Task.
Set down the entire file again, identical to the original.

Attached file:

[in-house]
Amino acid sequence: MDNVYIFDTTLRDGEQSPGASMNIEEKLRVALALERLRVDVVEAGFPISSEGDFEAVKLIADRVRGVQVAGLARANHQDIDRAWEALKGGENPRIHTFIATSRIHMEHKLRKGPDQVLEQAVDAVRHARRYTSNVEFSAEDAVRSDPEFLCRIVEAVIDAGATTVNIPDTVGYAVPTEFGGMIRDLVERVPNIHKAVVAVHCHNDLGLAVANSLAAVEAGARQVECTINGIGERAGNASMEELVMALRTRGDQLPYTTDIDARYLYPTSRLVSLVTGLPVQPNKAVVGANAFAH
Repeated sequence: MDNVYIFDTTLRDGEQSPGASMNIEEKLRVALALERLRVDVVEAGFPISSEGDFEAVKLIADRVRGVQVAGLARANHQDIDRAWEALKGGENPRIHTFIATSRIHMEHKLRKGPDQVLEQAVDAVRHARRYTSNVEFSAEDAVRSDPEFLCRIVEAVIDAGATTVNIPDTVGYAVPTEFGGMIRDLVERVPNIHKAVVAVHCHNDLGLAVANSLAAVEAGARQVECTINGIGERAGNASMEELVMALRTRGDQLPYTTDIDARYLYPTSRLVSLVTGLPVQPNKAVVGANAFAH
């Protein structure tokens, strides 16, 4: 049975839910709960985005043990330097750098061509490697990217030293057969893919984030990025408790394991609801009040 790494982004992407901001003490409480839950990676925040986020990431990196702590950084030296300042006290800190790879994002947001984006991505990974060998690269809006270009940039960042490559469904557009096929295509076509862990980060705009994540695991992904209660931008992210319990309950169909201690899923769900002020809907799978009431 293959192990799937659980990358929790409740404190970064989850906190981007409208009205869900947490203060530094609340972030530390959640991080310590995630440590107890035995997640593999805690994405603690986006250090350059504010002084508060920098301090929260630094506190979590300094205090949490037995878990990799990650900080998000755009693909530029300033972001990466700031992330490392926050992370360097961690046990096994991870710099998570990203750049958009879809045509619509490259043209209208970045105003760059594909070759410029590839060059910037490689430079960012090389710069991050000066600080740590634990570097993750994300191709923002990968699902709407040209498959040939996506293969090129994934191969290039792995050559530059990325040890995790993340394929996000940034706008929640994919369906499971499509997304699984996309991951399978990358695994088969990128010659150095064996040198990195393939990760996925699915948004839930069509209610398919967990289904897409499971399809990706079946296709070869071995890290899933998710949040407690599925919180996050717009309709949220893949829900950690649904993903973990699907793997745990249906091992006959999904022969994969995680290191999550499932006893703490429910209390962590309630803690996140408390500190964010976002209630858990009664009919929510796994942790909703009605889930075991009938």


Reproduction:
[in-house]
Amino acid sequence: MDNVYIFDTTLRDGEQSPGASMNIEEKLRVALALERLRVDVVEAGFPISSEGDFEAVKLIADRVRGVQVAGLARANHQDIDRAWEALKGGENPRIHTFIATSRIHMEHKLRKGPDQVLEQAVDAVRHARRYTSNVEFSAEDAVRSDPEFLCRIVEAVIDAGATTVNIPDTVGYAVPTEFGGMIRDLVERVPNIHKAVVAVHCHNDLGLAVANSLAAVEAGARQVECTINGIGERAGNASMEELVMALRTRGDQLPYTTDIDARYLYPTSRLVSLVTGLPVQPNKAVVGANAFAH
Repeated sequence: MDNVYIFDTTLRDGEQSPGASMNIEEKLRVALALERLRVDVVEAGFPISSEGDFEAVKLIADRVRGVQVAGLARANHQDIDRAWEALKGGENPRIHTFIATSRIHMEHKLRKGPDQVLEQAVDAVRHARRYTSNVEFSAEDAVRSDPEFLCRIVEAVIDAGATTVNIPDTVGYAVPTEFGGMIRDLVERVPNIHKAVVAVHCHNDLGLAVANSLAAVEAGARQVECTINGIGERAGNASMEELVMALRTRGDQLPYTTDIDARYLYPTSRLVSLVTGLPVQPNKAVVGANAFAH
């Protein structure tokens, strides 16, 4: 049975839910709960985005043990330097750098061509490697990217030293057969893919984030990025408790394991609801009040 790494982004992407901001003490409480839950990676925040986020990431990196702590950084030296300042006290800190790879994002947001984006991505990974060998690269809006270009940039960042490559469904557009096929295509076509862990980060705009994540695991992904209660931008992210319990309950169909201690899923769900002020809907799978009431 293959192990799937659980990358929790409740404190970064989850906190981007409208009205869900947490203060530094609340972030530390959640991080310590995630440590107890035995997640593999805690994405603690986006250090350059504010002084508060920098301090929260630094506190979590300094205090949490037995878990990799990650900080998000755009693909530029300033972001990466700031992330490392926050992370360097961690046990096994991870710099998570990203750049958009879809045509619509490259043209209208970045105003760059594909070759410029590839060059910037490689430079960012090389710069991050000066600080740590634990570097993750994300191709923002990968699902709407040209498959040939996506293969090129994934191969290039792995050559530059990325040890995790993340394929996000940034706008929640994919369906499971499509997304699984996309991951399978990358695994088969990128010659150095064996040198990195393939990760996925699915948004839930069509209610398919967990289904897409499971399809990706079946296709070869071995890290899933998710949040407690599925919180996050717009309709949220893949829900950690649904993903973990699907793997745990249906091992006959999904022969994969995680290191999550499932006893703490429910209390962590309630803690996140408390500190964010976002209630858990009664009919929510796994942790909703009605889930075991009938």